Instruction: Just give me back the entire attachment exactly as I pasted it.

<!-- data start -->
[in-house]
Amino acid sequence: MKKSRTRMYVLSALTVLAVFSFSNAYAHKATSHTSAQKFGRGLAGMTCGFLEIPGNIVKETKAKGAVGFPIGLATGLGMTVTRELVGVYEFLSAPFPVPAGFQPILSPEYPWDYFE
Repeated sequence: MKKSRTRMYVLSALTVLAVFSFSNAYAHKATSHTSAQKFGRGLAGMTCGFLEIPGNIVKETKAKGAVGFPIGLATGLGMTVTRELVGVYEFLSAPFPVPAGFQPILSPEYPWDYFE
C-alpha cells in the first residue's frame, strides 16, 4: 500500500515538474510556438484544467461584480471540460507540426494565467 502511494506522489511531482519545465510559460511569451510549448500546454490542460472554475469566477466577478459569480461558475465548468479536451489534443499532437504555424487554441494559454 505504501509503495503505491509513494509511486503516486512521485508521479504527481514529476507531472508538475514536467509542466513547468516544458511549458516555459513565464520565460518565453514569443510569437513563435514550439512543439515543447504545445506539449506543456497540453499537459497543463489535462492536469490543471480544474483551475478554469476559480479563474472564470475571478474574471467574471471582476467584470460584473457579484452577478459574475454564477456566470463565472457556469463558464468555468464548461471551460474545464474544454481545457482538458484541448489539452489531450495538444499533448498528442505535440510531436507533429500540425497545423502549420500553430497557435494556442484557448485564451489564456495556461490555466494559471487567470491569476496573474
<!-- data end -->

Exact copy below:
[in-house]
Amino acid sequence: MKKSRTRMYVLSALTVLAVFSFSNAYAHKATSHTSAQKFGRGLAGMTCGFLEIPGNIVKETKAKGAVGFPIGLATGLGMTVTRELVGVYEFLSAPFPVPAGFQPILSPEYPWDYFE
Repeated sequence: MKKSRTRMYVLSALTVLAVFSFSNAYAHKATSHTSAQKFGRGLAGMTCGFLEIPGNIVKETKAKGAVGFPIGLATGLGMTVTRELVGVYEFLSAPFPVPAGFQPILSPEYPWDYFE
C-alpha cells in the first residue's frame, strides 16, 4: 500500500515538474510556438484544467461584480471540460507540426494565467 502511494506522489511531482519545465510559460511569451510549448500546454490542460472554475469566477466577478459569480461558475465548468479536451489534443499532437504555424487554441494559454 505504501509503495503505491509513494509511486503516486512521485508521479504527481514529476507531472508538475514536467509542466513547468516544458511549458516555459513565464520565460518565453514569443510569437513563435514550439512543439515543447504545445506539449506543456497540453499537459497543463489535462492536469490543471480544474483551475478554469476559480479563474472564470475571478474574471467574471471582476467584470460584473457579484452577478459574475454564477456566470463565472457556469463558464468555468464548461471551460474545464474544454481545457482538458484541448489539452489531450495538444499533448498528442505535440510531436507533429500540425497545423502549420500553430497557435494556442484557448485564451489564456495556461490555466494559471487567470491569476496573474